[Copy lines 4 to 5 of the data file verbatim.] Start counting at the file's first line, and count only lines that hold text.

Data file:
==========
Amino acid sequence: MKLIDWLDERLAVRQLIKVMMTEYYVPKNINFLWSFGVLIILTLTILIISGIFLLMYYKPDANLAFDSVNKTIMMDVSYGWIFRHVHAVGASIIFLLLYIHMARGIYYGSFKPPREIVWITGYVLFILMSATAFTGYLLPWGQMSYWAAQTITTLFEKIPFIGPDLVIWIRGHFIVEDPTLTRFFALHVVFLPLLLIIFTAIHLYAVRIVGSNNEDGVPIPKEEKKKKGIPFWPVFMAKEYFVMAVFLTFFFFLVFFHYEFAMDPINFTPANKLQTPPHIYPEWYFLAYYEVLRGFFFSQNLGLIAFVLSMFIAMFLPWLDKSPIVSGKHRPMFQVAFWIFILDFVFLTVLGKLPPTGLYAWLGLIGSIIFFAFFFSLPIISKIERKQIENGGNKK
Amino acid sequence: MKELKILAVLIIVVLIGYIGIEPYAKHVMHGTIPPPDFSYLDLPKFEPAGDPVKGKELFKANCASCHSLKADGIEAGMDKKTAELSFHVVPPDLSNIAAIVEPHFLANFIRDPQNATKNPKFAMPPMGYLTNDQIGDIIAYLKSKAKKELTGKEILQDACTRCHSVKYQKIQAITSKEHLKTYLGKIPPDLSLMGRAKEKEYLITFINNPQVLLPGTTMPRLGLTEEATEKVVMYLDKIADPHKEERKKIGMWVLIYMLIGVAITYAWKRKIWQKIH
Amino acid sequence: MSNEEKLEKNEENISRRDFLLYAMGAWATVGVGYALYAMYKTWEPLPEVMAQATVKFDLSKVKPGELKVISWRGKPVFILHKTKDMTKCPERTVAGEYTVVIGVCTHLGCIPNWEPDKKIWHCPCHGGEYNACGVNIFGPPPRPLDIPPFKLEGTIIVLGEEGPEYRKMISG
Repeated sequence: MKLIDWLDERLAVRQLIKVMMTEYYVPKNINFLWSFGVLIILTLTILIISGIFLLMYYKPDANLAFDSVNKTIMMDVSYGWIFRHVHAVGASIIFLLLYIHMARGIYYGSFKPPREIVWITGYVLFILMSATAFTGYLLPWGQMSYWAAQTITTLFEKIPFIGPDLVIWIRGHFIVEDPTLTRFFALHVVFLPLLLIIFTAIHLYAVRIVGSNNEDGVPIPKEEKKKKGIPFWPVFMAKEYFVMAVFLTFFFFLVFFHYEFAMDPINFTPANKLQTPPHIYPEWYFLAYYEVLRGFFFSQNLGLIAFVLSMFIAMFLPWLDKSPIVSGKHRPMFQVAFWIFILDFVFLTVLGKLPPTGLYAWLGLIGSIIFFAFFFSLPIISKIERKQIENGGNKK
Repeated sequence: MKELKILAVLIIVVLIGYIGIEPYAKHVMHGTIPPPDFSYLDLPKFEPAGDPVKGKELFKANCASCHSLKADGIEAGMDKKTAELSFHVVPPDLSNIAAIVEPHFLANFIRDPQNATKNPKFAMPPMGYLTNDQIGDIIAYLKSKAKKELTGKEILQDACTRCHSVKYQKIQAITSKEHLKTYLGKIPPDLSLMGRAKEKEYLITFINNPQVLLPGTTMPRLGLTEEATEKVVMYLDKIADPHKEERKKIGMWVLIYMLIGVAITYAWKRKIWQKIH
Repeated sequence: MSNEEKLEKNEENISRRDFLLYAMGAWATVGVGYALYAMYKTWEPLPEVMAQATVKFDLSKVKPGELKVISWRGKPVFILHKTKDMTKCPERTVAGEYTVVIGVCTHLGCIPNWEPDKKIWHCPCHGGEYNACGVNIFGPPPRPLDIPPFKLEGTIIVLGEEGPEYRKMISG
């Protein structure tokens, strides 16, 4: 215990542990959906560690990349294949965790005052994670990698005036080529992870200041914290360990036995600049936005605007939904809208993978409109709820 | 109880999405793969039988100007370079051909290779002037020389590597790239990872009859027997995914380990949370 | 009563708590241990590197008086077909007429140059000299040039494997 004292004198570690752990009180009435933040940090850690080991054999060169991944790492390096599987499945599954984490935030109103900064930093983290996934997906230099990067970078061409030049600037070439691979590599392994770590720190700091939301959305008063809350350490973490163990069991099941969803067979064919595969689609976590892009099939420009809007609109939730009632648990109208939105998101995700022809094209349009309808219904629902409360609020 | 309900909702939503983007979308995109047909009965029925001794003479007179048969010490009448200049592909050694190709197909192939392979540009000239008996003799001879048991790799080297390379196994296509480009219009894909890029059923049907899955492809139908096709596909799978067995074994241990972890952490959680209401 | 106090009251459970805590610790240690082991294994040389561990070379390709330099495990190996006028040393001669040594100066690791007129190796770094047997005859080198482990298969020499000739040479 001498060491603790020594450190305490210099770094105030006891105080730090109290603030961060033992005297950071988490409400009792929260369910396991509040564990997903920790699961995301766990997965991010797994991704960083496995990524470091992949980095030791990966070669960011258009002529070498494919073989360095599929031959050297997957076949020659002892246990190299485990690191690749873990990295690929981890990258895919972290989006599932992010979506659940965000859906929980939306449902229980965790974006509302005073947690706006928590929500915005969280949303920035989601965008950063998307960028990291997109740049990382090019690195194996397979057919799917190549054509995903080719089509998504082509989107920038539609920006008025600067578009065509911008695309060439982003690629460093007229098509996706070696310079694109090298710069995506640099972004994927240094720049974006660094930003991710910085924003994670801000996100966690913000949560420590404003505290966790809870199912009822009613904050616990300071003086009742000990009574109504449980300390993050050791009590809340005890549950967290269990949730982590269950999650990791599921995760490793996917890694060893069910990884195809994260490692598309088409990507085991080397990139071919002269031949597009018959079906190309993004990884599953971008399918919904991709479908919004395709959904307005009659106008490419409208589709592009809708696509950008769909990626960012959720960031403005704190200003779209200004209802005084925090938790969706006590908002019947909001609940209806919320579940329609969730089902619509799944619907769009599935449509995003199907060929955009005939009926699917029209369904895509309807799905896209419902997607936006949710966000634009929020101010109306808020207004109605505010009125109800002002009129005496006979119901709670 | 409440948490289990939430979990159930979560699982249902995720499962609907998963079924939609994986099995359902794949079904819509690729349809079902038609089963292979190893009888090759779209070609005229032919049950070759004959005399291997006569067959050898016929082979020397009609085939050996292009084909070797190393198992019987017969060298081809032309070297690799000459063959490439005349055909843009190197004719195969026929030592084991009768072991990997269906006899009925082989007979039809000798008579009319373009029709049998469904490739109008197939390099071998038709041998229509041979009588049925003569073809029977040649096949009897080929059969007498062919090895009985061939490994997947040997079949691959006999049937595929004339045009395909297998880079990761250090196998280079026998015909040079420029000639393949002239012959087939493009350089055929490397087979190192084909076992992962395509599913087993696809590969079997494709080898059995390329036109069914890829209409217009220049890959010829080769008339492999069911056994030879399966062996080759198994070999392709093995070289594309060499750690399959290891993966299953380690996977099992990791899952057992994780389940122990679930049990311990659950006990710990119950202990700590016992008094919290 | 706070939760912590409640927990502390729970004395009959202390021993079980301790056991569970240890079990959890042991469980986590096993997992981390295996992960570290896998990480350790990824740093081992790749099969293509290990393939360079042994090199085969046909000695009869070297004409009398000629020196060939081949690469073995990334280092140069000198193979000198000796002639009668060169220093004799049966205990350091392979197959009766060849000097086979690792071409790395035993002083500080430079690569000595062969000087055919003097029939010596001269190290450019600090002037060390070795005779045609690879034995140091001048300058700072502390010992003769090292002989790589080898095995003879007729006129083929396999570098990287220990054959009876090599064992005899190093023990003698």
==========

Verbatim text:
Repeated sequence: MKLIDWLDERLAVRQLIKVMMTEYYVPKNINFLWSFGVLIILTLTILIISGIFLLMYYKPDANLAFDSVNKTIMMDVSYGWIFRHVHAVGASIIFLLLYIHMARGIYYGSFKPPREIVWITGYVLFILMSATAFTGYLLPWGQMSYWAAQTITTLFEKIPFIGPDLVIWIRGHFIVEDPTLTRFFALHVVFLPLLLIIFTAIHLYAVRIVGSNNEDGVPIPKEEKKKKGIPFWPVFMAKEYFVMAVFLTFFFFLVFFHYEFAMDPINFTPANKLQTPPHIYPEWYFLAYYEVLRGFFFSQNLGLIAFVLSMFIAMFLPWLDKSPIVSGKHRPMFQVAFWIFILDFVFLTVLGKLPPTGLYAWLGLIGSIIFFAFFFSLPIISKIERKQIENGGNKK
Repeated sequence: MKELKILAVLIIVVLIGYIGIEPYAKHVMHGTIPPPDFSYLDLPKFEPAGDPVKGKELFKANCASCHSLKADGIEAGMDKKTAELSFHVVPPDLSNIAAIVEPHFLANFIRDPQNATKNPKFAMPPMGYLTNDQIGDIIAYLKSKAKKELTGKEILQDACTRCHSVKYQKIQAITSKEHLKTYLGKIPPDLSLMGRAKEKEYLITFINNPQVLLPGTTMPRLGLTEEATEKVVMYLDKIADPHKEERKKIGMWVLIYMLIGVAITYAWKRKIWQKIH